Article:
Sourcing Fuel, Hizbullah Cements Role as Lebanon's 'Real Ruler'
Iranian fuel has entered Lebanon without state authorization and despite U.S. sanctions following arrangements by Hizbullah, consecrating the party's status as the main powerhouse in the crisis-hit country.
"This latest event gives yet another confirmation that Hizbullah has considerably increased its sway over the Lebanese state," said political scientist Karim Emile Bitar.
"It is no longer even trying to hide behind the veneer of legality offered by official institutions," he said.
Lebanon, grappling with its worst-ever financial crisis, defaulted on its debt last year and can no longer afford to import key goods, including petrol for vehicles and diesel for generators during almost round-the-clock power cuts.
Fuel shortages have forced motorists to queue for hours -- sometimes days -- while electricity outages have plunged the country into darkness, paralyzing hospitals, schools and government offices.
Despite being an integral part of the state -- it holds seats in parliament and backs several cabinet ministers -- Hizbullah has bemoaned the state's failure and vowed to step in with its own solution.
The party, which is designated by the U.S. as a "terrorist" group and is the only group to have kept its arsenal after Lebanon's 1975-1990 war, arranged for dozens of trucks carrying Iranian fuel to enter Lebanon via Syria last week.
The delivery was not officially approved by the government and the trucks entered via an illegal crossing for a transaction that violates U.S. and other sanctions.
The move, although a first, falls in line with the Iran-backed party's long-standing autonomy from a weak centralized state that has stood idly on the sidelines as the group deployed in Syria in 2013 and repeatedly engaged in military confrontations with Israel on Lebanon's southern front.
"Hizbullah's latest move weakens the state and perceptions of the state," political activist and energy expert Laury Haytayan told AFP.
"It's very clear that the state is unable to stop Hizbullah. The state is watching and it's paralyzed and it can't take any action."
- 'Violation of sovereignty' -
A total of 80 trucks carrying four million liters (one million gallons) of Iranian fuel oil entered Lebanon on Thursday, days after a first Iranian ship reached the Syrian port of Baniyas.
Three more Iranian ships are expected to deliver fuel oil and petrol in the coming weeks, according to Hizbullah chief Sayyed Hassan Nasrallah.
The shipments were purchased by Lebanese businessmen, according to Iran, most likely with ties to Hizbullah.
The Lebanese government, headed by prime minister Najib Miqati and which was finally formed last week after a year-long delay, has distanced itself from the scheme.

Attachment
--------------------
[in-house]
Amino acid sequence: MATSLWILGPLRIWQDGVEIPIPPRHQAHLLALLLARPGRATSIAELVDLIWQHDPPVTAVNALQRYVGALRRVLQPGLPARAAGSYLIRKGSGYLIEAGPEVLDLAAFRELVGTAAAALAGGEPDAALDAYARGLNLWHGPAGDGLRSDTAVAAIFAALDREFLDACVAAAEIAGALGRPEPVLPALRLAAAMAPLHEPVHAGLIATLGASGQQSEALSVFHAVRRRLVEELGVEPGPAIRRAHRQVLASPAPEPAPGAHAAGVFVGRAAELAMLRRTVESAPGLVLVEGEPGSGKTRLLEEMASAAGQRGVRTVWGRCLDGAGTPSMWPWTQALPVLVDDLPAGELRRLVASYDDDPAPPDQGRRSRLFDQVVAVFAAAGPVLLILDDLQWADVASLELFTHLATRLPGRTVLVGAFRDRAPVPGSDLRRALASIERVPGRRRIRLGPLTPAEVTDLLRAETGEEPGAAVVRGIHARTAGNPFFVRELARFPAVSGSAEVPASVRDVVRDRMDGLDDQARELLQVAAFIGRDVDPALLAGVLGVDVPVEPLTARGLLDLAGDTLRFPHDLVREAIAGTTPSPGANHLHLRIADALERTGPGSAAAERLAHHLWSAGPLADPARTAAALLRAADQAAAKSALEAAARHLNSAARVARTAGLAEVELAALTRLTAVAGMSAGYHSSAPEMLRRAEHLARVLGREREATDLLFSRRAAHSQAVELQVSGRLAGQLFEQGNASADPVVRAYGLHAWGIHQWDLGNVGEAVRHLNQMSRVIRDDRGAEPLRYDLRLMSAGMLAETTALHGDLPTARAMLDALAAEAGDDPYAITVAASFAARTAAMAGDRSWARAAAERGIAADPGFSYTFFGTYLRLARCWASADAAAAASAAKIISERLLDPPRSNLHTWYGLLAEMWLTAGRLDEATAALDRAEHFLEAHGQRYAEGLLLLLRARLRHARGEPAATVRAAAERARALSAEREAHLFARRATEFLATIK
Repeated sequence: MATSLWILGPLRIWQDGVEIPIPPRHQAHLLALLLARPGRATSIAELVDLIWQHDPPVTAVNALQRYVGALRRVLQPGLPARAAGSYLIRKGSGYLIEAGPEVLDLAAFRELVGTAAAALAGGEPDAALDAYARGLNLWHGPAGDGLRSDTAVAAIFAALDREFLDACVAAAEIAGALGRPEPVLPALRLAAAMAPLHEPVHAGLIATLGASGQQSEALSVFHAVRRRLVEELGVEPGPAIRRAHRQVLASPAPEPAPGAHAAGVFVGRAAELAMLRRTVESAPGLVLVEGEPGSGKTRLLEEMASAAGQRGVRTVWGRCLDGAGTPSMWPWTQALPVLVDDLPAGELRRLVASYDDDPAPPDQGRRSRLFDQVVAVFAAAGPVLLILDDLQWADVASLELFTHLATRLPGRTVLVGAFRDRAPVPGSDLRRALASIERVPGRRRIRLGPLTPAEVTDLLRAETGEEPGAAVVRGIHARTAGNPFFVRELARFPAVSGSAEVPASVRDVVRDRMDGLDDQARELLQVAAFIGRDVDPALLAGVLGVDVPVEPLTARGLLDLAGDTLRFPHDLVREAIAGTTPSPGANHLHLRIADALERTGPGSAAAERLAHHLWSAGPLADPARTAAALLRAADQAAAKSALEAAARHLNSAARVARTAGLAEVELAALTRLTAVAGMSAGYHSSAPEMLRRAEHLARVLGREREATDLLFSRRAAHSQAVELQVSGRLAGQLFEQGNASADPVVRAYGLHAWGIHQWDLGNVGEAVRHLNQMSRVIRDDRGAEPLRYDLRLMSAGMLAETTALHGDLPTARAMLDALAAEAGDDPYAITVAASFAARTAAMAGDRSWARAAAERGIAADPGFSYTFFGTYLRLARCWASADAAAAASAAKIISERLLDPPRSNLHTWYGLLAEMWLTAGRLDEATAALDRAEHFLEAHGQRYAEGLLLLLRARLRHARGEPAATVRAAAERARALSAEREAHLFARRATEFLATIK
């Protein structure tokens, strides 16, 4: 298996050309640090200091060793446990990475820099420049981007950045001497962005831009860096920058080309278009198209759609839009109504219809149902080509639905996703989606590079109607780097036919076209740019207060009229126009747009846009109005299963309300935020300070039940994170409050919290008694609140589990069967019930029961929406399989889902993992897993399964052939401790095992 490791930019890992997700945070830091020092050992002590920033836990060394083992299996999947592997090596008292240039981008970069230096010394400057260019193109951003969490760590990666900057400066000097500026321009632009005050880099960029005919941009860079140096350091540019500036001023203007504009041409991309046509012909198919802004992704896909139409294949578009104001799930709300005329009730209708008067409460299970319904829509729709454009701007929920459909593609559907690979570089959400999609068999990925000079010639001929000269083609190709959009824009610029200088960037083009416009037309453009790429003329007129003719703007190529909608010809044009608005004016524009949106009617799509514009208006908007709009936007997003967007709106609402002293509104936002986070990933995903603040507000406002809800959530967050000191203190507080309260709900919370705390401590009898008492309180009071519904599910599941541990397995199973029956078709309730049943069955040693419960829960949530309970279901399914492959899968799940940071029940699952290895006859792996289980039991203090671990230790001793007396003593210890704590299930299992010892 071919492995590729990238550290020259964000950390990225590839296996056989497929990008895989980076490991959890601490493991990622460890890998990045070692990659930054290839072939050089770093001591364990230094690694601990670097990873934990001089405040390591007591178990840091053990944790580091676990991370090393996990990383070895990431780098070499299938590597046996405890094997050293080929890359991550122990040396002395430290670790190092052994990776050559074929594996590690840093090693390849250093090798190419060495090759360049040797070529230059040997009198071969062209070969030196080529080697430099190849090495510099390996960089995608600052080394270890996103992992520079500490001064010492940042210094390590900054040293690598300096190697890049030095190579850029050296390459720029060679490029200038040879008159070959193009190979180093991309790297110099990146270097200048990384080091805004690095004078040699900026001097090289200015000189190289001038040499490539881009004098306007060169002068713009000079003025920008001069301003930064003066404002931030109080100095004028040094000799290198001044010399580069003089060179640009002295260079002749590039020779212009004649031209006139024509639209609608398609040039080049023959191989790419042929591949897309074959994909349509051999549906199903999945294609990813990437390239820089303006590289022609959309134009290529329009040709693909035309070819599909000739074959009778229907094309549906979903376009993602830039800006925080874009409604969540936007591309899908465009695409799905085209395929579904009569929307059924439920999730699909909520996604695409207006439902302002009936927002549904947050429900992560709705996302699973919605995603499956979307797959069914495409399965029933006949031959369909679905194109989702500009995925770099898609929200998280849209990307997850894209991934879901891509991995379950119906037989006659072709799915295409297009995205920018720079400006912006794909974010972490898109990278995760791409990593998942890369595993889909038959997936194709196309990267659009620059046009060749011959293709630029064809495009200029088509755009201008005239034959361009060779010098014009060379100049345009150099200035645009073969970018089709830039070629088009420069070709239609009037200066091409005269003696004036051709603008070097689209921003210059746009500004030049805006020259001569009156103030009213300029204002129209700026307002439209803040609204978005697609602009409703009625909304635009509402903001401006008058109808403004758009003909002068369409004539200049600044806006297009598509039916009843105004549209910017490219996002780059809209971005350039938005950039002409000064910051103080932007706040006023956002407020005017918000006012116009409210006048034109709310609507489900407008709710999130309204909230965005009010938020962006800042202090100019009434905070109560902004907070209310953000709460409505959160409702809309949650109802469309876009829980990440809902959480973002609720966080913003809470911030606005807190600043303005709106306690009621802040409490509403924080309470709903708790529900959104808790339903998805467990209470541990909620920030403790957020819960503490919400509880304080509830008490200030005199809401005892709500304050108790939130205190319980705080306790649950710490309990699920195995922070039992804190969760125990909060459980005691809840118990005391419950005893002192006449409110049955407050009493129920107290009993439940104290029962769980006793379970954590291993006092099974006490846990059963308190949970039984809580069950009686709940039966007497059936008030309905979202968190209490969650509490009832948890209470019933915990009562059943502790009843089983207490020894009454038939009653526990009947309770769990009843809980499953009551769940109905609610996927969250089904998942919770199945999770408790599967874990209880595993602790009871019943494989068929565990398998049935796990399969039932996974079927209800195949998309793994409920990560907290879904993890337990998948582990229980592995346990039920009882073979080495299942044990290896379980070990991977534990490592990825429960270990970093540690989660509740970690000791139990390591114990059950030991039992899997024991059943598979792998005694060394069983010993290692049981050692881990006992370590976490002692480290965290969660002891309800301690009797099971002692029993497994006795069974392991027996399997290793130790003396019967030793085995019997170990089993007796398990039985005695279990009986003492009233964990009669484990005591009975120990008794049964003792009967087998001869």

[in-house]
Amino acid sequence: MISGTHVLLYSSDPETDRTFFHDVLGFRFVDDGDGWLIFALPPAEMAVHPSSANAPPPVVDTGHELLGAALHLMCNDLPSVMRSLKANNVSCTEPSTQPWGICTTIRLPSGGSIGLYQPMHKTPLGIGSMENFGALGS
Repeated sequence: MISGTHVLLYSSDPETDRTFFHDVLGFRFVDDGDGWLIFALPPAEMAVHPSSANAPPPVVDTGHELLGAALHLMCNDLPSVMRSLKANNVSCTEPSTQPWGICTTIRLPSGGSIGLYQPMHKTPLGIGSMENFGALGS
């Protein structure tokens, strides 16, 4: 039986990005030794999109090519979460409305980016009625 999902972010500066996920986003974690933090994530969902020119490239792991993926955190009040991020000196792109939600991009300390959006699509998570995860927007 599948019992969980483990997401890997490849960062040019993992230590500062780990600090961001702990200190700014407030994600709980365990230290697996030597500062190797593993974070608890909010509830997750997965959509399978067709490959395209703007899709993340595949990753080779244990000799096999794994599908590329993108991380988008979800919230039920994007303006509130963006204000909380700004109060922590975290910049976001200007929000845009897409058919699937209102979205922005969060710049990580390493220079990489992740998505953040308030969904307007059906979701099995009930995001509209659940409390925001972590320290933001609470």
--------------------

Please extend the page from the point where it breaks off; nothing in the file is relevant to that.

Speaking to CNN last week, Miqati described the Hizbullah delivery as "a violation of Lebanese sovereignty" but said he believed Lebanon would not be hit by U.S. sanctions because the government had not authorized the shipment.
The first fuel delivery -- which Hizbullah's al-Manar TV says can only cover the needs of a single major institution such as a hospital for one month -- is a "test," Haytayan said.
If it goes unanswered by the U.S., then many traders may be emboldened to stock up despite the threat of sanctions, especially if shortages persist, the expert said.
- Distribution -
Fuel distribution will be managed by Hizbullah auxiliaries that are already sanctioned and run no additional risk.
Al-Amana, a fuel distribution company which is owned by Hizbullah and has been under U.S. sanctions since February 2020, distributed a first batch of around 100,000 liters of fuel oil in the southern Hizbullah stronghold of Tyre and Beirut on Saturday, al-Manar reported, without specifying the exact beneficiaries.
On Sunday, Al-Amana distributed another 100,000 liters of fuel oil in Mount Lebanon and the eastern Bekaa Valley which is widely considered a Hizbullah bastion, al-Manar said.
The first deliveries were all free of charge after Nasrallah on Monday said his group would donate fuel to government hospitals, nursing homes, orphanages, water pumping stations, municipalities, civil defense units, firefighter brigades and the Lebanese Red Cross.
The rest will be sold on the market in Lebanese pounds at a price less than the subsidized rate set by the state, Al-Amana said Sunday, making it a serious competitor for official importers selling stocks in U.S. dollars at a much higher price.
Nasrallah said last week he hopes municipalities will oversee distribution.
But he stressed individual institutions could also source fuel directly from Hizbullah if a particular municipality refuses to engage with it for political reasons.
Dispelling rumors that the fuel will only benefit Hizbullah's own community, Nasrallah said it was intended "for all regions and for all Lebanese" regardless of their political or sectarian affiliation.